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January Construction Recedes 2 Percent


By Mark S. Kuhar

The value of new construction starts dropped 2 percent in January to a seasonally adjusted annual rate of $402.2 billion, according to McGraw-Hill Construction, a division of The McGraw-Hill Companies.

Both nonresidential building and housing settled back from December, while the nonbuilding construction sector managed to register a modest gain with the help of a rebound for new electric utility starts. On an unadjusted basis, total construction starts in January were reported at $27 billion, down 14 percent from the same month a year ago. For the 12 months ending January 2012 versus the 12 months ending January 2011, which lessens the volatility present in one-month comparisons, total construction starts were down 3 percent.

Highway and bridge construction dropped 9 percent, continuing to see the reduced activity that was present for much of 2011, in which the annual amount dropped 5 percent after stimulus-supported gains in the prior two years.

“For construction starts, the year 2012 got off slowly, with activity retreating further into the lower half of its recent range,” said Robert A. Murray, vice president of economic affairs for McGraw-Hill Construction. “This is consistent with the view that construction is still struggling to achieve upward momentum, even with the recent improvement shown by the U.S. economy.”

Nonbuilding
Nonbuilding construction in January increased 3 percent to $127.9 billion (annual rate). Much of the upward lift came from electric utilities, which jumped 36 percent relative to a lackluster December. Water supply construction in January was down 5 percent, while river/harbor development fell a more substantial 26 percent. January gains were posted by sewer construction, up 5 percent; and miscellaneous public works, up 18 percent.

Nonresidential
Nonresidential building in January slipped 1 percent to $139.9 billion (annual rate). On the institutional side, weaker activity was reported for most of the structure types. The educational building category, which fell 12 percent during 2011, dropped 3 percent in January relative to the previous month. In similar fashion, the public buildings category was down 23 percent. Amusement-related projects and churches in January were each down 6 percent, while transportation terminal work dropped 36 percent. The one institutional structure type that registered a January gain was healthcare facilities.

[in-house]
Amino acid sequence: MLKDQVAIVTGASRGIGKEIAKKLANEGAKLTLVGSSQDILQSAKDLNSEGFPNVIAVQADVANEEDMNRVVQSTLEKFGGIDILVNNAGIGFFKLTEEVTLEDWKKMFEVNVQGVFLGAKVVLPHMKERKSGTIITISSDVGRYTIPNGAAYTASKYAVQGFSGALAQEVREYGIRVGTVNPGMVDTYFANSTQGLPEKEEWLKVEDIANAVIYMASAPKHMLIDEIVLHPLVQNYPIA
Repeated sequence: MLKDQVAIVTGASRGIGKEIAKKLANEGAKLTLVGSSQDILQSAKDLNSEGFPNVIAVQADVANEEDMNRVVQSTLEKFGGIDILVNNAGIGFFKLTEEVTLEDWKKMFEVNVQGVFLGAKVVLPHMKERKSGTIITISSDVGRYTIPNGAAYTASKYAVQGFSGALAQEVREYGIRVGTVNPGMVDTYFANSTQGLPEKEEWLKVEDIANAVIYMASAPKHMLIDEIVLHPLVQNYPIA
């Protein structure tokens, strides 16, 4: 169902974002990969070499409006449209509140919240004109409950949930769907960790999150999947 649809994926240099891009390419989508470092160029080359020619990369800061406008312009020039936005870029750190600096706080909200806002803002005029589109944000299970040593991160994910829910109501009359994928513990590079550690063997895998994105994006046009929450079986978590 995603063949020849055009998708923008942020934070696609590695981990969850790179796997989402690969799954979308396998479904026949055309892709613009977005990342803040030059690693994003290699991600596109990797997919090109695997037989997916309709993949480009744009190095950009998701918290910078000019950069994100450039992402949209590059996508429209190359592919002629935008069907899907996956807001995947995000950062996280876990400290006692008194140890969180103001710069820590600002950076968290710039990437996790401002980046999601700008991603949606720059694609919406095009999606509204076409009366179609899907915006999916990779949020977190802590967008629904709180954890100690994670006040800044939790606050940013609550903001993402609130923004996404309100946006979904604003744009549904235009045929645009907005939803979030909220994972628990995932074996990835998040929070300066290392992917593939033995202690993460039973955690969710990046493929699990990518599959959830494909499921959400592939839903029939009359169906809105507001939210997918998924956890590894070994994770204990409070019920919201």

On the commercial side, the recent upward trend for hotels and warehouses paused in January, with hotels down 16 percent and warehouses down 11 percent. Store construction in January was able to move up 12 percent from its depressed December amount, and office construction advanced 20 percent.

Residential
Residential building, at $134.5 billion (annual rate), dropped 8 percent in January. Multifamily housing fell 26 percent, retreating from the elevated volume reported in December. January’s amount for multifamily housing was still 5 percent above the average monthly pace for 2011 as a whole, a year in which the annual total for multifamily housing climbed 23 percent. Single-family housing in January settled back 1 percent, as the result of this regional pattern – the Midwest, down 4 percent; the South Atlantic, down 3 percent; the Northeast, down 2 percent; the West, up 1 percent; and the South Central, up 2 percent.

The 14 percent decline for total construction on an unadjusted basis in January 2012 relative to January 2011 was due to this performance by major sector – nonresidential building, down 16 percent; residential building, up 17 percent; and nonbuilding construction, down 30 percent.

By region, total construction for January 2012 compared to January 2011 revealed decreased activity in the South Central, down 32 percent; the Northeast, down 28 percent; and the West, down 11 percent; while gains were reported for the South Atlantic, up 1 percent; and the Midwest, up 16 percent.